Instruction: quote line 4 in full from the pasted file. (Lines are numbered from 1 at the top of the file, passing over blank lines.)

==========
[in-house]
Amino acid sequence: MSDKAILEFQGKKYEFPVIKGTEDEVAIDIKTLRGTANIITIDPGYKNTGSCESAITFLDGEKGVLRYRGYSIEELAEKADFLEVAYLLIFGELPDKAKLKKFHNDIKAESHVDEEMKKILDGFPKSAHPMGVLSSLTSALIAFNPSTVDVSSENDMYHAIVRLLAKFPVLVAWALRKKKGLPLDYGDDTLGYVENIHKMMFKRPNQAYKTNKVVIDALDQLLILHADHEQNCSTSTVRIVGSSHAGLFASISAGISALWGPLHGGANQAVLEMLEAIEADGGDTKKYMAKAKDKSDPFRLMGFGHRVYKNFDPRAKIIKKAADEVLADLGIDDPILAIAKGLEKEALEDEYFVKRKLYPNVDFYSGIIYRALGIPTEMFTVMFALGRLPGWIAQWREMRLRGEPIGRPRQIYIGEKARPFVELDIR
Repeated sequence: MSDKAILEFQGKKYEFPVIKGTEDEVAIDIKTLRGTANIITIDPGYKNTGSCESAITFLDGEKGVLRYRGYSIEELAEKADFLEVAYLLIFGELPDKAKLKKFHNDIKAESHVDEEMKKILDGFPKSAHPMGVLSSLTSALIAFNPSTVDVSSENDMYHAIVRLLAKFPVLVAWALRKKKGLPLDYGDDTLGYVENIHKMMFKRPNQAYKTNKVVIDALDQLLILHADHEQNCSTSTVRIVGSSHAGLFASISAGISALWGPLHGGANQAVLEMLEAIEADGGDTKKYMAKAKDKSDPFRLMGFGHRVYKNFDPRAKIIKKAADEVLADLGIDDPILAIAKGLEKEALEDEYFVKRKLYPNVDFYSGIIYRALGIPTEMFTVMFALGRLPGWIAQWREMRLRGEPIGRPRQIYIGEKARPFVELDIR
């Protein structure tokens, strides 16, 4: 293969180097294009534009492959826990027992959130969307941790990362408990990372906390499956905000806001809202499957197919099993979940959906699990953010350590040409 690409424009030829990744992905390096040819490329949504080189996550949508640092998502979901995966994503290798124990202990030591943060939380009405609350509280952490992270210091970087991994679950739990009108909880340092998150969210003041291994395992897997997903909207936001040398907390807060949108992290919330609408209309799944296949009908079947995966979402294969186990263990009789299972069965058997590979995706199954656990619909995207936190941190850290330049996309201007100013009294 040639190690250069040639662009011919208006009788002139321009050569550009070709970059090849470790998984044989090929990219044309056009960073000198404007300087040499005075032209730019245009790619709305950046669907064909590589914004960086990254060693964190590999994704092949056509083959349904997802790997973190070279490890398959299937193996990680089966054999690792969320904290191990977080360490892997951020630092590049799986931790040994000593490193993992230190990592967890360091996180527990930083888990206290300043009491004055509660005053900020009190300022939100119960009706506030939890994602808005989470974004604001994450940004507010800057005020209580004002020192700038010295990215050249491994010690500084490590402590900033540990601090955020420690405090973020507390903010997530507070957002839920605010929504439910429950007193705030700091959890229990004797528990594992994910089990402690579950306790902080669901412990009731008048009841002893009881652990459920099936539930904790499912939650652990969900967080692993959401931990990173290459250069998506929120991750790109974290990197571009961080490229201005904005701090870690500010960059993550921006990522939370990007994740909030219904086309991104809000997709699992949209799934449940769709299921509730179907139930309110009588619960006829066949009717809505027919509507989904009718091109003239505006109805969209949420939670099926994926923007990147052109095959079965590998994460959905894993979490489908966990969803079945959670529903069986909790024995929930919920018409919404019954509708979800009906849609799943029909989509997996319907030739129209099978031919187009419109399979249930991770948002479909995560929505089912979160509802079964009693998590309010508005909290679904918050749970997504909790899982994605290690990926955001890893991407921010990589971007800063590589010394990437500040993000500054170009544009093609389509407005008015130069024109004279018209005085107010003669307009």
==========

């Protein structure tokens, strides 16, 4: 293969180097294009534009492959826990027992959130969307941790990362408990990372906390499956905000806001809202499957197919099993979940959906699990953010350590040409 690409424009030829990744992905390096040819490329949504080189996550949508640092998502979901995966994503290798124990202990030591943060939380009405609350509280952490992270210091970087991994679950739990009108909880340092998150969210003041291994395992897997997903909207936001040398907390807060949108992290919330609408209309799944296949009908079947995966979402294969186990263990009789299972069965058997590979995706199954656990619909995207936190941190850290330049996309201007100013009294 040639190690250069040639662009011919208006009788002139321009050569550009070709970059090849470790998984044989090929990219044309056009960073000198404007300087040499005075032209730019245009790619709305950046669907064909590589914004960086990254060693964190590999994704092949056509083959349904997802790997973190070279490890398959299937193996990680089966054999690792969320904290191990977080360490892997951020630092590049799986931790040994000593490193993992230190990592967890360091996180527990930083888990206290300043009491004055509660005053900020009190300022939100119960009706506030939890994602808005989470974004604001994450940004507010800057005020209580004002020192700038010295990215050249491994010690500084490590402590900033540990601090955020420690405090973020507390903010997530507070957002839920605010929504439910429950007193705030700091959890229990004797528990594992994910089990402690579950306790902080669901412990009731008048009841002893009881652990459920099936539930904790499912939650652990969900967080692993959401931990990173290459250069998506929120991750790109974290990197571009961080490229201005904005701090870690500010960059993550921006990522939370990007994740909030219904086309991104809000997709699992949209799934449940769709299921509730179907139930309110009588619960006829066949009717809505027919509507989904009718091109003239505006109805969209949420939670099926994926923007990147052109095959079965590998994460959905894993979490489908966990969803079945959670529903069986909790024995929930919920018409919404019954509708979800009906849609799943029909989509997996319907030739129209099978031919187009419109399979249930991770948002479909995560929505089912979160509802079964009693998590309010508005909290679904918050749970997504909790899982994605290690990926955001890893991407921010990589971007800063590589010394990437500040993000500054170009544009093609389509407005008015130069024109004279018209005085107010003669307009």